She said, “Men can use this by wearing it on their fingertips and gently caress her breasts, clitoris, and labia. It can also be used to stimulate her G-spot and do body massage.

“There are others like the wand and clitoral massagers that allow the woman to pleasure herself while the man pumps in using a sex position that allows the couple to look into each other’s eyes.”

Shortage of sex toys

However, despite the boost in sales, the lockdown has also affected the sex toy business in Nigeria negatively, as sellers have been unable to bring in new toys because of the Coronavirus lockdown.

The Sexgoddes, who said she ships her sex toys from China and the United States, lamented the shortage of sex toys, not only at her store but in other sex toy shops as well.

Sex experts in Denmark say the sales of sex toys in the country have more than doubled after Danes were told to stay at home to limit the spread of the virus.

Source: Nigeria: Sex Toy Sellers Record Boom in Sales

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Africa, Health, COVID-19

The African Development Bank and partners are set to host an online #AfricaVsVirus Challenge from 16 to 19 April 2020. The 72-hour competition is a global hackathon – or “ideathon” – to develop effective solutions to the coronavirus pandemic. 

The Challenge is open to entrepreneurs, companies, civil society organizations and governments with bankable solutions or ventures to address the pandemic. The top pitches will be eligible to win thousands of dollars’ worth of financial, technical and skills-learning support to advance their implementation. Details on competition qualifications and methods of participation can be found here: www.africavsvirus.com.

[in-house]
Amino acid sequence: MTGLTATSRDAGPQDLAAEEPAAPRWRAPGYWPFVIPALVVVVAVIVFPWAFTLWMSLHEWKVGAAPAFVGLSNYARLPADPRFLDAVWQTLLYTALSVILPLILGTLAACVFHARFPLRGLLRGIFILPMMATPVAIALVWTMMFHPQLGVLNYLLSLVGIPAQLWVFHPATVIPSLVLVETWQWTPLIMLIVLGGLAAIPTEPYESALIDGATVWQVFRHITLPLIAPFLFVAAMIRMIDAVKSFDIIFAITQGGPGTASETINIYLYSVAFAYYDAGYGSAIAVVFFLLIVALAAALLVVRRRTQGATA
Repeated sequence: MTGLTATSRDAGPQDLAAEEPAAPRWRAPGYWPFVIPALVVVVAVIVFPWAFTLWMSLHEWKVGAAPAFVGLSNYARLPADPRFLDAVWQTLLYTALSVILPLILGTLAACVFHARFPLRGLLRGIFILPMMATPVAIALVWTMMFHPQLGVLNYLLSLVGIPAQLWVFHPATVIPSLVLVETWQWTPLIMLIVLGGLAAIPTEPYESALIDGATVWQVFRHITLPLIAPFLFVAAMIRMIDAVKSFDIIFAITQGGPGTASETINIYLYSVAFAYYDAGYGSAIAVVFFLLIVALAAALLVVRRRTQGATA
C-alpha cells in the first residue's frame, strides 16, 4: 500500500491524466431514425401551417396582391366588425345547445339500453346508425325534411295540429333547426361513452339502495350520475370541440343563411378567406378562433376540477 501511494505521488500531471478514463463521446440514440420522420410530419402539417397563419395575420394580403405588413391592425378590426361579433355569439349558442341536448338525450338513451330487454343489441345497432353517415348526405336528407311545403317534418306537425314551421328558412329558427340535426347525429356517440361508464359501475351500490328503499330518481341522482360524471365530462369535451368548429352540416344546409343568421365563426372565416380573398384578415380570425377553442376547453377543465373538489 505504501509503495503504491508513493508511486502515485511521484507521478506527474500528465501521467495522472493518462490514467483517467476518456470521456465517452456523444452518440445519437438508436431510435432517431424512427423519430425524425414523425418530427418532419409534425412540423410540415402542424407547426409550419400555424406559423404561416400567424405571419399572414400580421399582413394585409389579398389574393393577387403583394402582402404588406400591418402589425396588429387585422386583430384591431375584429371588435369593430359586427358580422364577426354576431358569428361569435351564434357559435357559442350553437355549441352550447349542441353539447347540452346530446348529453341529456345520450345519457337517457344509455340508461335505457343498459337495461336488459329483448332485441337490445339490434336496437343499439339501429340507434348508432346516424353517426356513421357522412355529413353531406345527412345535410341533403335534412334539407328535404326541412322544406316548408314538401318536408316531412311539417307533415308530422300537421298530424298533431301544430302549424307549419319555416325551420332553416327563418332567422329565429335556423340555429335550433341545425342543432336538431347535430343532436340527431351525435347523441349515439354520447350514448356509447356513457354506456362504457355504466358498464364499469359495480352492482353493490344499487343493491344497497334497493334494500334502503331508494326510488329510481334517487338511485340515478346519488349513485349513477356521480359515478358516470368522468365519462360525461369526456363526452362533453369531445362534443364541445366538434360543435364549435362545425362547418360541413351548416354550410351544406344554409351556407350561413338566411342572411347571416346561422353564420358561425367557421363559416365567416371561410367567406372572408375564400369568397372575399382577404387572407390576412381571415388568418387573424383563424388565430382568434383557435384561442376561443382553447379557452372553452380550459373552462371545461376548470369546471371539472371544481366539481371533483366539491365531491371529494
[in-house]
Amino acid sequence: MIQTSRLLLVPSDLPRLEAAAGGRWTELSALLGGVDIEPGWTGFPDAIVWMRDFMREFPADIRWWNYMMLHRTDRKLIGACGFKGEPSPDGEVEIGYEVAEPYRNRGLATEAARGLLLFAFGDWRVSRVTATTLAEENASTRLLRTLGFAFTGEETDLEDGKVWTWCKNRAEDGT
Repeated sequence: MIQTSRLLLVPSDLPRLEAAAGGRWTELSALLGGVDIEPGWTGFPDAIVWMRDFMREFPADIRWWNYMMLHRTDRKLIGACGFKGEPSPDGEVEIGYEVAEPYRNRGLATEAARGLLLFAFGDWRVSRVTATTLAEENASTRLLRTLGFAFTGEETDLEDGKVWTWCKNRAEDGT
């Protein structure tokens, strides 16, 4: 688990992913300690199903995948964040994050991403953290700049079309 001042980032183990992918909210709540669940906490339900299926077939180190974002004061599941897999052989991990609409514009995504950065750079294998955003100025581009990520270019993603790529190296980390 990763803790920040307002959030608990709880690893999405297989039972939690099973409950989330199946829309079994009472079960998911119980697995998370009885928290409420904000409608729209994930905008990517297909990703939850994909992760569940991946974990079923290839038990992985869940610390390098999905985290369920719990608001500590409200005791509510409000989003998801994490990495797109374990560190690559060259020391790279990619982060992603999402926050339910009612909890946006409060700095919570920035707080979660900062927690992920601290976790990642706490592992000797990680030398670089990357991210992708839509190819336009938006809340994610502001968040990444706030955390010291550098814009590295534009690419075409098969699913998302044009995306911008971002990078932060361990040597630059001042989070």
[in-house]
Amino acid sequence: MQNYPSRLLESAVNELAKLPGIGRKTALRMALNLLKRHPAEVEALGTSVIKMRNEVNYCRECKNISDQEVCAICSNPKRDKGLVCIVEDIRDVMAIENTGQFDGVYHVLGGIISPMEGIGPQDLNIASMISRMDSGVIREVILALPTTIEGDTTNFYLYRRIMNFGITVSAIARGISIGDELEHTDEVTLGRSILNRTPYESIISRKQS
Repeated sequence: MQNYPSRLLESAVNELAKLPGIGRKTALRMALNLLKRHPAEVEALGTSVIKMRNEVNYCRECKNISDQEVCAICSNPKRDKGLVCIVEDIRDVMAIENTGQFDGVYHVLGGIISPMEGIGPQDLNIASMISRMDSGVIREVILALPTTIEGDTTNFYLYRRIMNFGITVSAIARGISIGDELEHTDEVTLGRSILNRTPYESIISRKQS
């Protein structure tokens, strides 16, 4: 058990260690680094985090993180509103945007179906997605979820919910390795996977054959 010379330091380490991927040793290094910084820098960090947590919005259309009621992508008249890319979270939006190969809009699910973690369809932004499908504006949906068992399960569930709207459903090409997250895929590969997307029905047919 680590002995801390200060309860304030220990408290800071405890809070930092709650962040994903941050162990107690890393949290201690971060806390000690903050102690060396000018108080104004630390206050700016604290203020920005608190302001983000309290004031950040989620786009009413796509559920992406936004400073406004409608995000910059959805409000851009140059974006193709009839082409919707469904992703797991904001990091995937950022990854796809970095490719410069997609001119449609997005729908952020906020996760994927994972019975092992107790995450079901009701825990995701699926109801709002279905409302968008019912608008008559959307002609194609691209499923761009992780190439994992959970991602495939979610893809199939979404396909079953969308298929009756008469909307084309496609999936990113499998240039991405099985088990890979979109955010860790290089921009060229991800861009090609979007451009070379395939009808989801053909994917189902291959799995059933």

“COVID-19’s impact on the global economy is pushing millions of people, especially women and young people, into unemployment, underemployment and working poverty. Part of our response is  the #AfricaVsVirus Challenge,” said Tapera Muzira, Coordinator of the African Development Bank’s Jobs for Youth in Africa Strategy. “This online Challenge will channel youth creativity and innovation to real life solutions that mitigate the impact of the coronavirus on health, the economy, SMEs and jobs,” he added.

The #AfricaVsVirus Challenge opens on Thursday, 16 April at 6:30 pm CET and runs non-stop through to Sunday, 19 April at 6:30 pm CET. Entrants can choose to submit ideas under one of the following sectors: public health and epidemiology; vulnerable populations; businesses and economy; community; education; entertainment; government support; environment and energy; and food security. Alternatively, they may choose their own theme.